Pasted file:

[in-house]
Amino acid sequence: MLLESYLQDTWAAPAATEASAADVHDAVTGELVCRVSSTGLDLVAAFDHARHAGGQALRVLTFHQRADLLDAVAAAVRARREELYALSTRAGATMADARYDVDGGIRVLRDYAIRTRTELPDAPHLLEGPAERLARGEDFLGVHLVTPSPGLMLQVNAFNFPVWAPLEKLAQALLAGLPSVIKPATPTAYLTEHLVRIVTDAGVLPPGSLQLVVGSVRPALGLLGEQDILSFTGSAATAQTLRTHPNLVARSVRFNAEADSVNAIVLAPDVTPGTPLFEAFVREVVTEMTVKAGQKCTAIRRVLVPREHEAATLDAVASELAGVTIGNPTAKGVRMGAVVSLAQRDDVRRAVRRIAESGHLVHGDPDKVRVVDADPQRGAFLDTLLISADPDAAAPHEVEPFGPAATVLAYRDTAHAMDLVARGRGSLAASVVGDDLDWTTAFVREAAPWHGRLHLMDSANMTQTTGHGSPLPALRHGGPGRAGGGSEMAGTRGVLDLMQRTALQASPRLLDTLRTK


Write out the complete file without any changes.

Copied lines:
[in-house]
Amino acid sequence: MLLESYLQDTWAAPAATEASAADVHDAVTGELVCRVSSTGLDLVAAFDHARHAGGQALRVLTFHQRADLLDAVAAAVRARREELYALSTRAGATMADARYDVDGGIRVLRDYAIRTRTELPDAPHLLEGPAERLARGEDFLGVHLVTPSPGLMLQVNAFNFPVWAPLEKLAQALLAGLPSVIKPATPTAYLTEHLVRIVTDAGVLPPGSLQLVVGSVRPALGLLGEQDILSFTGSAATAQTLRTHPNLVARSVRFNAEADSVNAIVLAPDVTPGTPLFEAFVREVVTEMTVKAGQKCTAIRRVLVPREHEAATLDAVASELAGVTIGNPTAKGVRMGAVVSLAQRDDVRRAVRRIAESGHLVHGDPDKVRVVDADPQRGAFLDTLLISADPDAAAPHEVEPFGPAATVLAYRDTAHAMDLVARGRGSLAASVVGDDLDWTTAFVREAAPWHGRLHLMDSANMTQTTGHGSPLPALRHGGPGRAGGGSEMAGTRGVLDLMQRTALQASPRLLDTLRTK